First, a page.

5 Stark Lessons from the Tuomey Case

The Tuomey case reared its head again last week when a federal appeals court upheld a $237 million False Claims Act decision against the Sumpter, South Carolina health system.

Tuomey? Again? Yes. Tuomey. Again.

The name likely rings a few bells because it’s been going on for more than ten years and the health system has lost the case twice before. Physician compliance watchers like to stay abreast of Tuomey because it’s one of the few times the controversial and cumbersome Stark Law has been tested in court.

Tuomey paid doctors in ways that violated the Stark law — tainting 21,730 Medicare claims worth $39.3 million and triggering the FCA, government prosecutors say.

Judge Slams Stark

The appeals court upheld the lower court’s decision, but also took the opportunity to take the Stark law to task. “It seems as if, even for well-intentioned healthcare providers, the Stark law has become a booby trap rigged with strict liability and potentially ruinous exposure — especially when coupled with the False Claims Act,” concluded Judge Albert Diaz in the opinion.

Tuomey could decide to take its appeal to the next level, or it could decide to give up and pay up; its leaders will weigh their options over the next month or so, according to a health system press release.

Tuomey Troubles

The details of the case are a road map for how government regulators and prosecutors approach financial arrangements between physicians and health systems. And road maps like this are all the more relevant this summer, as the OIG signals its intent to hold physicians just as accountable as health systems for non-compliant financial arrangements, at least as far as the anti-kickback statute is concerned.

You should keep an eye on Tuomey’s biggest lessons as you navigate your own practice’s financial relationships. Here are some details that led to Tuomey’s current $237-million problem.

1. The health system wanted to do a deal very badly.

Why? Area doctors had begun to perform certain outpatient procedures in their own offices or in ASCs that they owned themselves. Previously, the doctors had done such procedures at Tuomey facilities, so the health system was trying to regain lost revenue. But shrewd business moves that might make good sense in other industries can trigger compliance woes in health care.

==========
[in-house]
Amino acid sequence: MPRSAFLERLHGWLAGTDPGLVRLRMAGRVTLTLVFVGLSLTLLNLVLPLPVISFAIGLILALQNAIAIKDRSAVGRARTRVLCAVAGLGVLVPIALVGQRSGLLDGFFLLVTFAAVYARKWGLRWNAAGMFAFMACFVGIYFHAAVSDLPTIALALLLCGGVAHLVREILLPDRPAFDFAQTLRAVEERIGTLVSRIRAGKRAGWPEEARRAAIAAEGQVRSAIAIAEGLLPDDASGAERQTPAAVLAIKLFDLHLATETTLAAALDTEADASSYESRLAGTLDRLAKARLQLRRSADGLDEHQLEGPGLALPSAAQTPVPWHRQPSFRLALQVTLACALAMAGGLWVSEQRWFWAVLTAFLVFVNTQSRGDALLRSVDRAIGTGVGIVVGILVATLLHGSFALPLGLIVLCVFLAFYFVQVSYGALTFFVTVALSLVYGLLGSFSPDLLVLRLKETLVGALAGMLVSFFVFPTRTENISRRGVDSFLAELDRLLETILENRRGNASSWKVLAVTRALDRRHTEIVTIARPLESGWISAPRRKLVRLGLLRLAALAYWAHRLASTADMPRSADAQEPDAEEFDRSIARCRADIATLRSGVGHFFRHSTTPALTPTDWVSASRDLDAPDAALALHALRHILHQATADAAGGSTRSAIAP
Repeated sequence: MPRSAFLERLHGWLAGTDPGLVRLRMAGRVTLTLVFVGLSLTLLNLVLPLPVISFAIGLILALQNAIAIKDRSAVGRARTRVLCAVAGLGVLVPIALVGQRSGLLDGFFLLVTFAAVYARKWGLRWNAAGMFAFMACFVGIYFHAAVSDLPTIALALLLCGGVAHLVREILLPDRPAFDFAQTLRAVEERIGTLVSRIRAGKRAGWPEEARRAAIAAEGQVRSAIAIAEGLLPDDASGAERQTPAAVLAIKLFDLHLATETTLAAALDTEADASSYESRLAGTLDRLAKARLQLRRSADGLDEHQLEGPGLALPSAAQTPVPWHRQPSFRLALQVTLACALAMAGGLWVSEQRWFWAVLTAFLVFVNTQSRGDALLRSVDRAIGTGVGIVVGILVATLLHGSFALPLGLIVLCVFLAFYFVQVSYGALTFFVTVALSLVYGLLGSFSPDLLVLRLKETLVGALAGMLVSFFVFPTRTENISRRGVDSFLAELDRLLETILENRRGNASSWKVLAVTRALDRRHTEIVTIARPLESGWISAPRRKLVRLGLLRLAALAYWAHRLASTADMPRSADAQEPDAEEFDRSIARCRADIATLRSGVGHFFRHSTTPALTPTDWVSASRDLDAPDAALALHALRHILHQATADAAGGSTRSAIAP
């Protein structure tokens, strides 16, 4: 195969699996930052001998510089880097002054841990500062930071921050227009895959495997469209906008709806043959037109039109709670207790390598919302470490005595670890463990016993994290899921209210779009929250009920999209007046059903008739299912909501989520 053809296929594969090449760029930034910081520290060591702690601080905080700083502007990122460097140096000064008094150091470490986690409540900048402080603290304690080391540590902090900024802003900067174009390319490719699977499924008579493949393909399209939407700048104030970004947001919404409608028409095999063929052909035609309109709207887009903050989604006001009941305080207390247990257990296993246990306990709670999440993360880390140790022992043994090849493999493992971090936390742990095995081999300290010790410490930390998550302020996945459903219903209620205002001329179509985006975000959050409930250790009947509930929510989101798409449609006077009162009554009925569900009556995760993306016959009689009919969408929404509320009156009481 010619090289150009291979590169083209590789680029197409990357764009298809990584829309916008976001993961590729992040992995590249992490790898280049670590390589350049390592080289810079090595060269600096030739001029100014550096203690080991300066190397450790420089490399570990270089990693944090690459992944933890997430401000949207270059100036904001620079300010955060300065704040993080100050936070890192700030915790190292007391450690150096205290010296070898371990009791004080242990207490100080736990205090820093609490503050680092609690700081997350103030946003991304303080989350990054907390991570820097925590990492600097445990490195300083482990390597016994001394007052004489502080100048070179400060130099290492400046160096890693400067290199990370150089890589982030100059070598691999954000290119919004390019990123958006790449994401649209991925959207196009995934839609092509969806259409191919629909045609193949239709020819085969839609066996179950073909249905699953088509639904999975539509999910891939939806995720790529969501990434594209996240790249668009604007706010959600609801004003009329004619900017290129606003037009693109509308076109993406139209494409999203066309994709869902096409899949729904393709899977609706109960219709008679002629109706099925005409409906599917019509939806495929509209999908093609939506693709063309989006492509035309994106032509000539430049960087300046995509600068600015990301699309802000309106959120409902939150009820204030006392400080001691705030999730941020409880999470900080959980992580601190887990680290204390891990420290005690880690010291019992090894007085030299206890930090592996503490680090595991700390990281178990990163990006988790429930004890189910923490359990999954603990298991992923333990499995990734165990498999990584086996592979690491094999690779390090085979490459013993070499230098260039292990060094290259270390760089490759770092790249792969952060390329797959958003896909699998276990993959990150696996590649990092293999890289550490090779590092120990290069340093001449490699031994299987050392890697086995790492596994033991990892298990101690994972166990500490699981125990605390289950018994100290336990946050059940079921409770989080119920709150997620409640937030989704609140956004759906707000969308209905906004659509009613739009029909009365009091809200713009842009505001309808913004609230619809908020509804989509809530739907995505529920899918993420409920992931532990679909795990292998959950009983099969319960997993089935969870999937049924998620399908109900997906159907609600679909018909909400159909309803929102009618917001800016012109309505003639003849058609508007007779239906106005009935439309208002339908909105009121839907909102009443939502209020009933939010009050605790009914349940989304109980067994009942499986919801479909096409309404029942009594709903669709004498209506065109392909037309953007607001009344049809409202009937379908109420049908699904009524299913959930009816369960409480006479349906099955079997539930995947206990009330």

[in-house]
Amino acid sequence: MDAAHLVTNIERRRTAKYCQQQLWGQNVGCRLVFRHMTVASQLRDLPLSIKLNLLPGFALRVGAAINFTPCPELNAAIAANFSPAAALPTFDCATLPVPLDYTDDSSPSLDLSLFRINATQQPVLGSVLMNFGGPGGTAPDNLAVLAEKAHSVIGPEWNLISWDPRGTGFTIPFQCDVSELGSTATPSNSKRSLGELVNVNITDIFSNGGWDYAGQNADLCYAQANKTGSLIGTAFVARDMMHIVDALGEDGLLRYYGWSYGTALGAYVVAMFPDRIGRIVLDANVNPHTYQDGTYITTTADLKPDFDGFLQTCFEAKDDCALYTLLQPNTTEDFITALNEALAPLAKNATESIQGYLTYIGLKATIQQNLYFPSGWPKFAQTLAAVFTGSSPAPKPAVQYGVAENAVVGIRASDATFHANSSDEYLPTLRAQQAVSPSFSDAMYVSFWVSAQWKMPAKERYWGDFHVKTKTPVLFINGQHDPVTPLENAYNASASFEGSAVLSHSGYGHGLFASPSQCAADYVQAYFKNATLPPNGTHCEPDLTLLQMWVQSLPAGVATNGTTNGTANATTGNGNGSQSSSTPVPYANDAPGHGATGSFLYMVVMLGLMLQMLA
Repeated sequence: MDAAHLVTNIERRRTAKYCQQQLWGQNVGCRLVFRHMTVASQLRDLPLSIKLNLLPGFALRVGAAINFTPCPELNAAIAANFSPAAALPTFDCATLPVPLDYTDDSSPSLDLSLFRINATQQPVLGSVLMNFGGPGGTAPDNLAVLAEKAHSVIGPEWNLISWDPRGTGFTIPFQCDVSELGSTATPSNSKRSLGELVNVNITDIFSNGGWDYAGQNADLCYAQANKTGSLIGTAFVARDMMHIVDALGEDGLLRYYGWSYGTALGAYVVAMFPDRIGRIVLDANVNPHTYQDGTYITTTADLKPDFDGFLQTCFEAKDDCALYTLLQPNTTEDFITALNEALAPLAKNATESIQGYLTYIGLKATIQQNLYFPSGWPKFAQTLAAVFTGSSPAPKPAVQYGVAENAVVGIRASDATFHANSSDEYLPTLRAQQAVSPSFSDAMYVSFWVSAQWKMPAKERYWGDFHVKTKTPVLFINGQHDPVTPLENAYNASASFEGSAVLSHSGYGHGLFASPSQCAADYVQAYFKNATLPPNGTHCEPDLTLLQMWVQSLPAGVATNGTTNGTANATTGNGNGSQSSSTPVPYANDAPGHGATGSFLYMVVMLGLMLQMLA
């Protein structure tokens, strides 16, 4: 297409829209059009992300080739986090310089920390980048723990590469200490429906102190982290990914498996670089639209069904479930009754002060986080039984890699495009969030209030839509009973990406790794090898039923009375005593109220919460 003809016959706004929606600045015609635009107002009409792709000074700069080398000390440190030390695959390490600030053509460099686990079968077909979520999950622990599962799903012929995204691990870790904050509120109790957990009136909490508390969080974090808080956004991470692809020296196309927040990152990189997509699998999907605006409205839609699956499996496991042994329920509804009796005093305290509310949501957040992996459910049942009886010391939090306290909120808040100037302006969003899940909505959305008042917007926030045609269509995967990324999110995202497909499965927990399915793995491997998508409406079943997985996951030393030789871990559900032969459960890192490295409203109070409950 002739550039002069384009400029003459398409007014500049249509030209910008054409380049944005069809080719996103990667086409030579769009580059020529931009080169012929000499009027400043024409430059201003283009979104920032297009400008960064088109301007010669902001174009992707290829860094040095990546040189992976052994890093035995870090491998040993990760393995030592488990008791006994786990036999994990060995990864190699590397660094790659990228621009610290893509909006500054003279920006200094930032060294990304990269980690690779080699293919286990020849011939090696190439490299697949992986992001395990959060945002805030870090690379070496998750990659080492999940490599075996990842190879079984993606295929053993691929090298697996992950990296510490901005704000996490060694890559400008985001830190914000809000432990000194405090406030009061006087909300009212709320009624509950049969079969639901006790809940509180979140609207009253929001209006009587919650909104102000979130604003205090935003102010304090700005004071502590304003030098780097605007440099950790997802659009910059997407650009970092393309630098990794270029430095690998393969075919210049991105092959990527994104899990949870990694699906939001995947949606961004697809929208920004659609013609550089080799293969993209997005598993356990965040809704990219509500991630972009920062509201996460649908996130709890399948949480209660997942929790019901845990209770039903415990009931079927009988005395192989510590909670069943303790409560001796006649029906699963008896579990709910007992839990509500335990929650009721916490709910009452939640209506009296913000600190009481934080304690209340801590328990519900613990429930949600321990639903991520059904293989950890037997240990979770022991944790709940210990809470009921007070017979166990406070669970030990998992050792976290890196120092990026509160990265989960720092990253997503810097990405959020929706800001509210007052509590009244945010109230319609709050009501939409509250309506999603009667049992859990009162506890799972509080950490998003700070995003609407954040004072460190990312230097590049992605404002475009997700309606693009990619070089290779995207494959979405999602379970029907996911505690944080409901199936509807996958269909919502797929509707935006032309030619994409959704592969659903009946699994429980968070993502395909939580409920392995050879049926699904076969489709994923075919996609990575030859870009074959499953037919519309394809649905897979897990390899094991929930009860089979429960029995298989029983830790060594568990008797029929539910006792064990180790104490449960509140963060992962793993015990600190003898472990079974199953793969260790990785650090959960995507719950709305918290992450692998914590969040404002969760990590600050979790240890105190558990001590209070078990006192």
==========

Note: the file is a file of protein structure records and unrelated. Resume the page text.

2.The doctors had a financial interest in Tuomey, which implicated Stark.

The physicians’ ten-year contracts required them to perform their outpatient procedures at Tuomey facilities, and their salaries and productivity bonuses were based on a percentage of Tuomey’s net cash collections. Also, their financial arrangement with Tuomey did not fall into Stark’s employment safe harbor exception because their compensation varied with the volume and value of their referrals, the jury concluded. Other features of the employment arrangement, such as the lack of any set hours, also caused it to fall short of the exception.

3. The physicians involved included ophthalmologists, gastroenterologists, surgeons, and ob-gyn specialists.

One ophthalmologist’s annual income was $500,000 before he entered the contract, and $1 million annually after he entered the contract, the government alleged.

Eye-Opener: The court looked not only at money changing hands, but also other things of value. The opinion mentions that Tuomey paid for the physicians’ medical and malpractice liability insurance, as well as billing and collections costs for their practices.

4. Tuomey hired an independent valuation firm for FMV advice, but ignored it.

Tuomey only went through the motions to wedge the arrangements into Stark’s fair market value exception, the government alleged.

5. What started off as a Stark problem because a FCA case.

The whistleblower is Dr. Michael Drakeford, an orthopedic surgeon who, at first, was negotiating an employment contract for himself along with the other doctors. Drakeford began to question the deal when he spotted the Stark problems, and he began to question it even more when an attorney both he and Tuomey hired to review the deal warned them about potential red flags in 2005. Drakeford declined the deal. As a qui tam relator, he stands to collect a portion of the civil monetary penalties the government collects.

Fun fact: The attorney who advised Dr. Drakeford and Tuomey in 2005 was Kevin McAnaney, who was the industry guidance branch chief at HHS OIG during the time regulators were laboring to translate the Stark legislation into rules (1997-2003).

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